Sow What Now?
August is a great time to sow root crops for fall feasts and winter storage, such as Carrots, Beets, Radishes, and Turnips. It’s also a perfect time to return to the diversity of spring greens that prefer cooler weather, such as Arugula, Lettuce, Mustards, and Asian Greens. Many greens can be sown successively throughout the month, and a new sowing of Chard and Kale will keep them in your harvest basket through the fall. Now is also the time to sow fall Peas. Peas can have a hard time in heat, so an autumn crop can be tricky to start, but a deliciously worthy risk to take. For a visual reminder of sowing opportunities this time of year, take a look at the new Late Season Planting Guide.
Saving seeds is fun and empowering–and August marks the peak of seed-saving season. Many seed crops will be ripening at once now, so if you plan on saving your own seeds this year, now is the time to set up a cleaning and drying area and brush up on your seed-collecting knowledge. New to seed saving? Our list of 10 Seeds to Save This Season will help you get started.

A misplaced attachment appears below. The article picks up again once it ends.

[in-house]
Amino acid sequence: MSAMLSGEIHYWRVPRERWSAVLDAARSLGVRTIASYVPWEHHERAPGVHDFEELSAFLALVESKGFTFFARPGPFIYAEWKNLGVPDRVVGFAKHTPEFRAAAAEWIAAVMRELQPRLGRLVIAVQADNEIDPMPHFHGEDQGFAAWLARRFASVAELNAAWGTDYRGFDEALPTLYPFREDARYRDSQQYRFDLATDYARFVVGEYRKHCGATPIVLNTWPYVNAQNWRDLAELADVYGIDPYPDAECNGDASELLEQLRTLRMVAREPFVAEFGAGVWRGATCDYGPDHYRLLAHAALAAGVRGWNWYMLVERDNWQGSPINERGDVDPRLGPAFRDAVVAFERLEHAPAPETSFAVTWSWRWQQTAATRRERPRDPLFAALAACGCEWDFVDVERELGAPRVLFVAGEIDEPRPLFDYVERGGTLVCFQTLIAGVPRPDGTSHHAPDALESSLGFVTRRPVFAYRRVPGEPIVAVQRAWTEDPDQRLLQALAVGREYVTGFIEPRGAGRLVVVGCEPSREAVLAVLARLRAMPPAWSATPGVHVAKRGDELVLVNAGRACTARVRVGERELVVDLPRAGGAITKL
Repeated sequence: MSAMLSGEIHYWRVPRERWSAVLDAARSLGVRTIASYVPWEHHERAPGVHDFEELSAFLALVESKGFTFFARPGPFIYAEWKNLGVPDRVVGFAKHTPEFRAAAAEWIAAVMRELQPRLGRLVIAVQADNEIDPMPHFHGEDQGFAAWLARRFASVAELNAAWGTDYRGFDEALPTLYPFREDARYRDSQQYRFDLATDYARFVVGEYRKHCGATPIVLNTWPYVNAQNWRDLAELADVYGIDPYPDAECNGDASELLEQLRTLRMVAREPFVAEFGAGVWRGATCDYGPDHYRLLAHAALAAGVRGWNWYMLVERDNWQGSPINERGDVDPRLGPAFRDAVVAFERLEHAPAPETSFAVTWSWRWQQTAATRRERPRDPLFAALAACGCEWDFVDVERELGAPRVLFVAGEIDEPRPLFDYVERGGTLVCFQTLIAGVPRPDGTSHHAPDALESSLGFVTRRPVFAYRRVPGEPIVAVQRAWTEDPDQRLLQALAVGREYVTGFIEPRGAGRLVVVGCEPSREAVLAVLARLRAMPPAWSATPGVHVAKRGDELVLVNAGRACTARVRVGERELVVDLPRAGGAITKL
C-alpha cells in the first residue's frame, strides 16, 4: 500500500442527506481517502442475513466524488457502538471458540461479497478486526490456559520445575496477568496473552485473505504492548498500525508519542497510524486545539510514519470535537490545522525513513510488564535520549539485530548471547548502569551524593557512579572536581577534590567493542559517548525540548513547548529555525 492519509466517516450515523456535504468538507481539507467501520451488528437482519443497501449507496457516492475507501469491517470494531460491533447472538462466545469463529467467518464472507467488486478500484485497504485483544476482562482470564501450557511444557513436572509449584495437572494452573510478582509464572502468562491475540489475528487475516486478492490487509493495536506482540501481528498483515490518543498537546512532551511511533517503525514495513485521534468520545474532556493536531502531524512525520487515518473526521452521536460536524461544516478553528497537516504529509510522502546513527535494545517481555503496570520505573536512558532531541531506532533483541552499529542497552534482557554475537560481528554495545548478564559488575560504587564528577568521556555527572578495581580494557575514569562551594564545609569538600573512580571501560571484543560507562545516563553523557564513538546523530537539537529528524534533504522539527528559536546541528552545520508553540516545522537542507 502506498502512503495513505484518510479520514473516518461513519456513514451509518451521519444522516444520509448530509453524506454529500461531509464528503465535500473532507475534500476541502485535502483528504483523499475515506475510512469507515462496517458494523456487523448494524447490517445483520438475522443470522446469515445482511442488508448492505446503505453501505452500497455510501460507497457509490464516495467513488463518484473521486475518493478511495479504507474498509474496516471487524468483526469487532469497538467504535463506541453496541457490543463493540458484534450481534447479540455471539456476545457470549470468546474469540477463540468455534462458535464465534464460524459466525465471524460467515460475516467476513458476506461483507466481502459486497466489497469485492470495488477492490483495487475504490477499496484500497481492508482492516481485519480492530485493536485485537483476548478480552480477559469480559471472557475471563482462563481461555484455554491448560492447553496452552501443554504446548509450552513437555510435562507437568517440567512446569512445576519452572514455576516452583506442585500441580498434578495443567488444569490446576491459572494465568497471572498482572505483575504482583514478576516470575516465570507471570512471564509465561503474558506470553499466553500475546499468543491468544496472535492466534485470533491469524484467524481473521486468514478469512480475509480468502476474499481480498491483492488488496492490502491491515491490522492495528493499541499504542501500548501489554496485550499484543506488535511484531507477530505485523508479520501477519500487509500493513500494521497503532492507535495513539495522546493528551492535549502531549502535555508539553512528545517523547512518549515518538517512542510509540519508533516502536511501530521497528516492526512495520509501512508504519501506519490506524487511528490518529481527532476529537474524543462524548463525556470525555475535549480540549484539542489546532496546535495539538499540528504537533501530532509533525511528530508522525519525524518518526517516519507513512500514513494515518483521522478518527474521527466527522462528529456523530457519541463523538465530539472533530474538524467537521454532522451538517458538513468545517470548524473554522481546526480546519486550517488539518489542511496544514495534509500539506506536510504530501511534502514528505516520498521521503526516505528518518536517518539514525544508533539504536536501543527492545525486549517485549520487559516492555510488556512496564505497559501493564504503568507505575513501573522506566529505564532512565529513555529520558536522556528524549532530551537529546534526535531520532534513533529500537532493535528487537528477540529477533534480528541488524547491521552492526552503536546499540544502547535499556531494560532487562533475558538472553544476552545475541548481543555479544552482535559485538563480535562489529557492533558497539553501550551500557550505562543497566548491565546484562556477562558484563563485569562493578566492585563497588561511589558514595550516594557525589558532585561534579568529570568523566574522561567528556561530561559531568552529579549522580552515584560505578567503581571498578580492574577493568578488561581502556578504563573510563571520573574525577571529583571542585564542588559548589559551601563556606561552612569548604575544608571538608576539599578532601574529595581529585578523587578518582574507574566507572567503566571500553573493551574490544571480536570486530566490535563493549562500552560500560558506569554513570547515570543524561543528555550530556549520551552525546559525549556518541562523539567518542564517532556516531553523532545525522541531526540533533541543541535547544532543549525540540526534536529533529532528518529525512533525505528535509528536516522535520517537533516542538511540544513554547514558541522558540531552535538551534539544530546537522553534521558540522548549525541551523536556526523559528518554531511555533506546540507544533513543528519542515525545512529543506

Cultivated crops aren’t the only ones setting seed now. Many weeds are getting ready to sow a new generation of weeds for next year. If you cannot tackle all the weeds in your garden right away (who can?), prioritize the ones that are blooming or forming seed-heads. If you do make time for regular weed maintenance, clean up beds with freshly sown seeds or new transplants first. New plantings are much more affected by weeds stealing moisture and nutrients from them than older, established crops.
August can be a dry month, which is great for saving seed, but tough on crops that are for eating. Young transplants and new sowings require consistent moisture attention to develop into strong plants, while older plants are more drought tolerant. For an overview of watering, read this post.
Pests and Disease
This is an ideal month for food preservation. Harvests are bountiful now and with the end of the season not unthinkably far ahead, it’s a good time to start planning your winter diet. Take a look at our article – Preserving the Summer Harvest for Winter – to arm yourself with a few ideas on how to preserve fresh fruits and vegetables into fall and winter.